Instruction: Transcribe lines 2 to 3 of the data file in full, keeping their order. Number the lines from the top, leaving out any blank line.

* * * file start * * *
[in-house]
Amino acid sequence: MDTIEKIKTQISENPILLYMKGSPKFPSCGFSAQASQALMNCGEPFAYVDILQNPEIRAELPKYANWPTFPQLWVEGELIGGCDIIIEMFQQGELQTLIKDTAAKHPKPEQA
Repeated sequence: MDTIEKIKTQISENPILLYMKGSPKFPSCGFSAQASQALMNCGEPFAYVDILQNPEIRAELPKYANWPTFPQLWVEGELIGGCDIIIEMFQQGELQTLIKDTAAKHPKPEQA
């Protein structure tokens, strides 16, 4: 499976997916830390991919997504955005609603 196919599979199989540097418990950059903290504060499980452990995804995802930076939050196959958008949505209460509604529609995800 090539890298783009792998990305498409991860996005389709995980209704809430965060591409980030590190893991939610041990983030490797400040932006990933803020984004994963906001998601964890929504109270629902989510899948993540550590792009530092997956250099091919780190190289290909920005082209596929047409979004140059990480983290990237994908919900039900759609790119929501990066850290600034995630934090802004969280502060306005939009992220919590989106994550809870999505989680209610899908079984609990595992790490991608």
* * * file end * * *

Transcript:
Amino acid sequence: MDTIEKIKTQISENPILLYMKGSPKFPSCGFSAQASQALMNCGEPFAYVDILQNPEIRAELPKYANWPTFPQLWVEGELIGGCDIIIEMFQQGELQTLIKDTAAKHPKPEQA
Repeated sequence: MDTIEKIKTQISENPILLYMKGSPKFPSCGFSAQASQALMNCGEPFAYVDILQNPEIRAELPKYANWPTFPQLWVEGELIGGCDIIIEMFQQGELQTLIKDTAAKHPKPEQA